Yet much remains to be done. Serious efforts must be mounted to loosen the Chief Rabbinate's stranglehold over personal affairs — marriage, divorce, burial — to rid the kashrut system of corruption and reform the conversion process. Major resources must be invested in facilitating dialogue between Israeli Jews from various religious backgrounds, as well as between Israeli and Diaspora youth.
The Taglit-Birthright Israel program that has strengthened Jewish identity worldwide by bringing nearly 160,000 young Jews to Israel should be expanded to enable Israelis to experience different forms of Jewish spirituality in America and elsewhere. National priority must be given to convincing all of Israel's citizens that the state can be made more Jewish without rendering it less Israeli.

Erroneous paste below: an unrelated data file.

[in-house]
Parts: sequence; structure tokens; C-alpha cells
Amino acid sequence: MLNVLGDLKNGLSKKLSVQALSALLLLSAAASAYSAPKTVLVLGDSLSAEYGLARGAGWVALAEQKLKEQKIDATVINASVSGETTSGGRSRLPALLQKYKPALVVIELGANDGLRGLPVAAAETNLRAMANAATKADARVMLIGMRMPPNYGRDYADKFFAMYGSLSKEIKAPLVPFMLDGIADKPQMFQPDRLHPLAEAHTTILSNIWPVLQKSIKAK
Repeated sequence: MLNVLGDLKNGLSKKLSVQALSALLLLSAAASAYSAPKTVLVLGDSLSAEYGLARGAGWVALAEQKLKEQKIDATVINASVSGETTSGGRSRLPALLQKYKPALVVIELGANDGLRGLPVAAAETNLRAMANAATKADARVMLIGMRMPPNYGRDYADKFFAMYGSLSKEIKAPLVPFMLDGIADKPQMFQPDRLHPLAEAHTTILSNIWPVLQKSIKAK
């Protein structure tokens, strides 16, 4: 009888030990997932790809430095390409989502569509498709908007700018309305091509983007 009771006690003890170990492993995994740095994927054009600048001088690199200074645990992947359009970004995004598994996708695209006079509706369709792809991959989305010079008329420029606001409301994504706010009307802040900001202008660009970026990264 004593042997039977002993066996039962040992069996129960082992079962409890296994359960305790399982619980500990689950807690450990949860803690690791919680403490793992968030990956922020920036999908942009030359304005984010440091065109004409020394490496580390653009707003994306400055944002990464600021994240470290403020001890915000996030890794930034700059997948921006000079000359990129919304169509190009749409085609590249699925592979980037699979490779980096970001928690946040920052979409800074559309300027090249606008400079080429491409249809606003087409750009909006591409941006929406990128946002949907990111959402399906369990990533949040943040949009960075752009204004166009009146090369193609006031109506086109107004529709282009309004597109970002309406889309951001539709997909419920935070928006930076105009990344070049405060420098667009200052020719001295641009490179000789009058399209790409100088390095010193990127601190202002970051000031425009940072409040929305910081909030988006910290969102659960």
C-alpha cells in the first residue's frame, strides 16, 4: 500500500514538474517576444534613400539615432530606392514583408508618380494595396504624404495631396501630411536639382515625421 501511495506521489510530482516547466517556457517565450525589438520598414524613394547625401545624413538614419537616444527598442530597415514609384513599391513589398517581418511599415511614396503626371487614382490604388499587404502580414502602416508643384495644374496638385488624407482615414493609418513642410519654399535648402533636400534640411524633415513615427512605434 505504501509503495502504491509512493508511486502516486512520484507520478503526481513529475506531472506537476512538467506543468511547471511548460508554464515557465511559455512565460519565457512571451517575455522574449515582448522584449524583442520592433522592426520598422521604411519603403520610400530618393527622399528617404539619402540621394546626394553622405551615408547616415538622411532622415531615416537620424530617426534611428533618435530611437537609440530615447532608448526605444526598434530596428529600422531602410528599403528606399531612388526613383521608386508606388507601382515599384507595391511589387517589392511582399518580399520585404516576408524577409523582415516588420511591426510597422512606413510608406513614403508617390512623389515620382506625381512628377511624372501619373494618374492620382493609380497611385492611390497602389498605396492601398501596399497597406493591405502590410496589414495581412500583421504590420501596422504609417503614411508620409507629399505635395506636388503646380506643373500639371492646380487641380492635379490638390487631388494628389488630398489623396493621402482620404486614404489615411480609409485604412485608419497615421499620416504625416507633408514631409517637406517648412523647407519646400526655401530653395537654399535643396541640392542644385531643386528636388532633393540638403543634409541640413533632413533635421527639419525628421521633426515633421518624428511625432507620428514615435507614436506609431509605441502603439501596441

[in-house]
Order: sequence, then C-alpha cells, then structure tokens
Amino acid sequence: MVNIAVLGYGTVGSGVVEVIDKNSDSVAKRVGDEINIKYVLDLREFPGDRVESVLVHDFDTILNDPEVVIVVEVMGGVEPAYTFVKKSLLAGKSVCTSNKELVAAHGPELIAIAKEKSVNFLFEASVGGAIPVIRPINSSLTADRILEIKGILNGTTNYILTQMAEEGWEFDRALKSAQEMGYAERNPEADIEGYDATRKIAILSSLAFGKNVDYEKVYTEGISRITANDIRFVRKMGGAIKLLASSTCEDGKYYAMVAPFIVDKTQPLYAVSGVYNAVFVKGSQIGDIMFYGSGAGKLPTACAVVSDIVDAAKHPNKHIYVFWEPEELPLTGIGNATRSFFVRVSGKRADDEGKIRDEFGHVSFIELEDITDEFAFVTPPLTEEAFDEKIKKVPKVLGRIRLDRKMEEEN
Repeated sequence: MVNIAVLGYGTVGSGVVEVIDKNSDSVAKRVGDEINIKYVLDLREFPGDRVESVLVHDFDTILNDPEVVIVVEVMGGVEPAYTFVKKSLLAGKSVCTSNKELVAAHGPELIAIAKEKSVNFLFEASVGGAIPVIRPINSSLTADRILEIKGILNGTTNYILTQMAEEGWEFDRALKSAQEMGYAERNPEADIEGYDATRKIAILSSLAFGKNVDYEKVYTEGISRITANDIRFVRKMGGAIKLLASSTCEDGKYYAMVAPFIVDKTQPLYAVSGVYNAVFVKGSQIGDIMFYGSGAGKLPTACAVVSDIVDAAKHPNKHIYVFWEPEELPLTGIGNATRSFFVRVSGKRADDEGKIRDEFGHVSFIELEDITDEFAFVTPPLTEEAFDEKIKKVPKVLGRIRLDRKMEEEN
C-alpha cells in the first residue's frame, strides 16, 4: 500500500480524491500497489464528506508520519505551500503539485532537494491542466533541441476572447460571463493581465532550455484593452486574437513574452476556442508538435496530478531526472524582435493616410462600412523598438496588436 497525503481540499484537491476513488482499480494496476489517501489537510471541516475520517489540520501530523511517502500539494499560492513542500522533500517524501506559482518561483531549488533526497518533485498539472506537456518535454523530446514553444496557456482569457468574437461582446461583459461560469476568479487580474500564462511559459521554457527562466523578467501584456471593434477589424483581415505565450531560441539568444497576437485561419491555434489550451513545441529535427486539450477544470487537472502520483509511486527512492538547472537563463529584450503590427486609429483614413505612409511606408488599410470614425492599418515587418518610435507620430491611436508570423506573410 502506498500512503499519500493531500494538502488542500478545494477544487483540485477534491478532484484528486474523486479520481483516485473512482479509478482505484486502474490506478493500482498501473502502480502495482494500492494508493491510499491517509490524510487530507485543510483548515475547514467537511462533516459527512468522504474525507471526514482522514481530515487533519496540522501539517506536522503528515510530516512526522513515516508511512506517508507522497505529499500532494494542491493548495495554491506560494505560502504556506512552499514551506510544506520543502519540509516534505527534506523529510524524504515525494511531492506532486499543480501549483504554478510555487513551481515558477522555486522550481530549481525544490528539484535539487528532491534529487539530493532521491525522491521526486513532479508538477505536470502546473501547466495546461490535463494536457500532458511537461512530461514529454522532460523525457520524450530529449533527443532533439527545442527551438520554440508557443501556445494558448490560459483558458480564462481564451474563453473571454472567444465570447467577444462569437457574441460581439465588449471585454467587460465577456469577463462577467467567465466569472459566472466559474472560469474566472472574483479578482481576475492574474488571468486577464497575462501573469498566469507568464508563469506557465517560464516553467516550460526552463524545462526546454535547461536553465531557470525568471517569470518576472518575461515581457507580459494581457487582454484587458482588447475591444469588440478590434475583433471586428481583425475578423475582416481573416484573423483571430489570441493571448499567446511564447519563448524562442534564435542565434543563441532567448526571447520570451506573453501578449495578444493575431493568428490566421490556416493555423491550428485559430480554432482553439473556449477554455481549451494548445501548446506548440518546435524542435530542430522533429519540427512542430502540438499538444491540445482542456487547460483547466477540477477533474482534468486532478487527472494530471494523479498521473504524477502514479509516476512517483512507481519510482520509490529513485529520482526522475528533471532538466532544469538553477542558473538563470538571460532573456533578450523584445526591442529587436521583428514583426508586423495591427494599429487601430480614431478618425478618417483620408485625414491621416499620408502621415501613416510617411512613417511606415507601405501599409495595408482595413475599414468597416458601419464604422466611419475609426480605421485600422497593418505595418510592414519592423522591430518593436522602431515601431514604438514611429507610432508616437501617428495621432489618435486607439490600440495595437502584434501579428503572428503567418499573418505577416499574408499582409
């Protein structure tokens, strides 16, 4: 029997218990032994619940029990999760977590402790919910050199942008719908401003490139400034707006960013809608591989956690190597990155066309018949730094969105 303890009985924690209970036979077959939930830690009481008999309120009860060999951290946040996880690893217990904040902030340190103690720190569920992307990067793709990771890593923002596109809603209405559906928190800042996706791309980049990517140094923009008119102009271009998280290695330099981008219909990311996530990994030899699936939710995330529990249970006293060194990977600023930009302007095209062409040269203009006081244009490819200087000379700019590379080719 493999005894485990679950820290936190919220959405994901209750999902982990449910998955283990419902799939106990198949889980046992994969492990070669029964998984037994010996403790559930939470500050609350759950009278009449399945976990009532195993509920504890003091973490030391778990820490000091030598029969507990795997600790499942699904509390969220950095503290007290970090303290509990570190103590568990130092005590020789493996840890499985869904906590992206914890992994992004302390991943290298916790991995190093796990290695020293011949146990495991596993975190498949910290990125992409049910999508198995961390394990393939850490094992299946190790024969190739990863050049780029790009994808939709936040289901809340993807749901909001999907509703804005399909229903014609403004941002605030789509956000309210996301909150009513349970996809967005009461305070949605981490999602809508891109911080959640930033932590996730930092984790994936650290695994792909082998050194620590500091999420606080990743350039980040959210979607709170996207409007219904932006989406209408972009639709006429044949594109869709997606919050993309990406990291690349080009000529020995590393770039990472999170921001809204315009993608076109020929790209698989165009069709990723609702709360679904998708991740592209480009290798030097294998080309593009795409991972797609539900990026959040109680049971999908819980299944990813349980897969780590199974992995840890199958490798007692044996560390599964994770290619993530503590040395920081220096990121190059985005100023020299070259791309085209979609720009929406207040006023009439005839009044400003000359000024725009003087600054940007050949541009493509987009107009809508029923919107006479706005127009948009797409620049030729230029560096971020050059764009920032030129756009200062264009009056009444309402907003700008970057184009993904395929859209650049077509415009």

In its 60 years of existence, Israel has succeeded in surmounting immeasurable obstacles and galvanizing a nation. But it still faces the most formidable challenge: welding its identities as an Israeli and a Jewish state. The goal is to create an Israel where young kibbutzniks watching a newly arrived American Jew unpack his tallit will not laugh but rather remark, sababa — "cool." "Want to see ours?"
Michael Oren is a fellow at the Shalem Center in Jerusalem and the author of Power, Faith and Fantasy: America in the Middle East, 1776 to the Present.